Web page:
Four million Neuro2AWT cells were plated into a 24-well plate and allowed to attach overnight. At 80–90% confluency (the following morning), 0.5 ml of warm incubation media composed of Dulbecco’s modified Eagle’s medium with 0.9 g/l NaCl, 2.5 μCi/ml [3H]adenine and 0.5 mM IBMX was added to the cells. After a 4-hour incubation period at 37°C in a 5% CO2 incubator, the media was removed and the plate was briefly floated on an ice water bath while 0.5 ml of an assay mix was quickly added to the cells in triplicate. The assay mix consisted of a Krebs Ringer HEPES buffered saline solution containing 0.5 mM IBMX, 10 μM forskolin, and either vehicle (0.2% ethanol) or increasing concentrations of JWH-018, JWH-073, or the two cannabinoids in a 1:5 dose ratio of JWH-018 to JWH-073 combination. The plate was then transferred to a 37°C water bath for a 15-minute incubation, and the reaction was terminated by addition of 50 μl of 2.2 N HCl. Intracellular [3H]cAMP was separated by column chromatography employing acidic alumina. Next, 4 ml of the final eluent was added to 10 ml of ScintiVerse BD Cocktail Scintillation Fluid, and radioactivity was immediately measured employing liquid scintillation spectrophotometry (Tri Carb 2100 TR Liquid Scintillation Analyzer). Data are expressed as the percent of intracellular [3H]cAMP relative to that observed in vehicle samples.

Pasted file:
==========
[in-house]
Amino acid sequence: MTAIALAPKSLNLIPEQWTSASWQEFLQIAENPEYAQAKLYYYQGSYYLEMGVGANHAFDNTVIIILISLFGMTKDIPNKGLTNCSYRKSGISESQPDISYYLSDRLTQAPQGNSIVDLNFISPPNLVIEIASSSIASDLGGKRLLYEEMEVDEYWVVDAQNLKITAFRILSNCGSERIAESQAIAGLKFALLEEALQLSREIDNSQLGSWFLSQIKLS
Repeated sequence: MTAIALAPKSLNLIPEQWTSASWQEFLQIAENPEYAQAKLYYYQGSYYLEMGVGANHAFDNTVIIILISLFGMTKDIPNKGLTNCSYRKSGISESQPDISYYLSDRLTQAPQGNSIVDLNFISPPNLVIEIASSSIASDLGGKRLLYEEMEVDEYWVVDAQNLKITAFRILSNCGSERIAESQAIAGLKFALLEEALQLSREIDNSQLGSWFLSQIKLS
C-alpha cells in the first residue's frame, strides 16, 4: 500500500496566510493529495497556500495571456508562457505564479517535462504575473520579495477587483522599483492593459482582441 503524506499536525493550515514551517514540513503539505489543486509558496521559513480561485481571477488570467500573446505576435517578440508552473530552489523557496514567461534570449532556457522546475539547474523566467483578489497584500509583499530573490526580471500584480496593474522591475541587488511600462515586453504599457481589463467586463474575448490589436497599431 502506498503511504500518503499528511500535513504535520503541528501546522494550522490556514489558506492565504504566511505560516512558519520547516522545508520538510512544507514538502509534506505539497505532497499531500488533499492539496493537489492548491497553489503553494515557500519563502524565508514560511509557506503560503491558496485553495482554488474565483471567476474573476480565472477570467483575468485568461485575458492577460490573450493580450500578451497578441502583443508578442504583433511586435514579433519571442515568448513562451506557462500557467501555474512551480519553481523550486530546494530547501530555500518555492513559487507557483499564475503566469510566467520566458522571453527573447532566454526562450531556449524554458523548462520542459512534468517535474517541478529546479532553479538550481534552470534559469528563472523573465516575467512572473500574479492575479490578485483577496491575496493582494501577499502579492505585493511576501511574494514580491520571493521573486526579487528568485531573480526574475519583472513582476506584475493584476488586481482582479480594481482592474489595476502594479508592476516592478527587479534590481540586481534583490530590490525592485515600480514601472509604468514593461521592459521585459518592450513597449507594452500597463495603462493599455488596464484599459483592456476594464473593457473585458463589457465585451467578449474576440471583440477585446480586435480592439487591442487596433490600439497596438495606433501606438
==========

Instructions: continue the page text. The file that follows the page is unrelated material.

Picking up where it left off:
Curve fitting and statistical analyses were performed using GraphPad Prism version 5.0b (GraphPad Software, Inc., San Diego, CA). Theoretical and experimental data for drug–drug combinations were compared as composite additive curves using methods previously described by Tallarida (2000) (shown in panel C of Figs. 2–7 and referred throughout the text as the “composite additive curve comparison”). In these analyses, a theoretical curve was constructed using data obtained by testing each drug separately, whereas the combination curve data were obtained by experimentally combining the two drugs. An F-ratio test was applied between the linear regression lines of the theoretical and experimental data. If either the slopes or y-intercepts of the two lines differed significantly (i.e., the data sets were better fit using two regression lines instead of one), then the combination was considered either synergistic (experimental curve shifted left of theoretical) or antagonistic (experimental curve shifted right of theoretical). Single-effect level (e.g., ED50) potency data were also graphically represented using isobolograms (panel D of each figure). These potency data were derived from the nonlinear regression of the dose-response and concentration-effect data. For these comparisons, ED50 (discrimination assays), ED10 (temperature, 10% reduction from baseline values), Ki (competition receptor binding), or IC50 (adenylyl cyclase assay) values were obtained from the respective nonlinear regression analysis of data from individual subjects. These values were then averaged together to obtain the mean and S.E.M. for each treatment group, with the exception of analgesia. For analgesia, mean and S.E.M. values were obtained from the cumulative nonlinear regression analysis of all subjects combined within each treatment group. Theoretical values listed in Tables 1–5 were derived using methods previously described by Tallarida (2000) from the individual drug data. Ki values in the competition receptor-binding assay were determined from experimental IC50 values using the Cheng-Prusoff equation (Cheng and Prusoff, 1973). Unless otherwise indicated, data are expressed as mean ± S.E.M. calculated from experiments conducted a minimum of 3 times.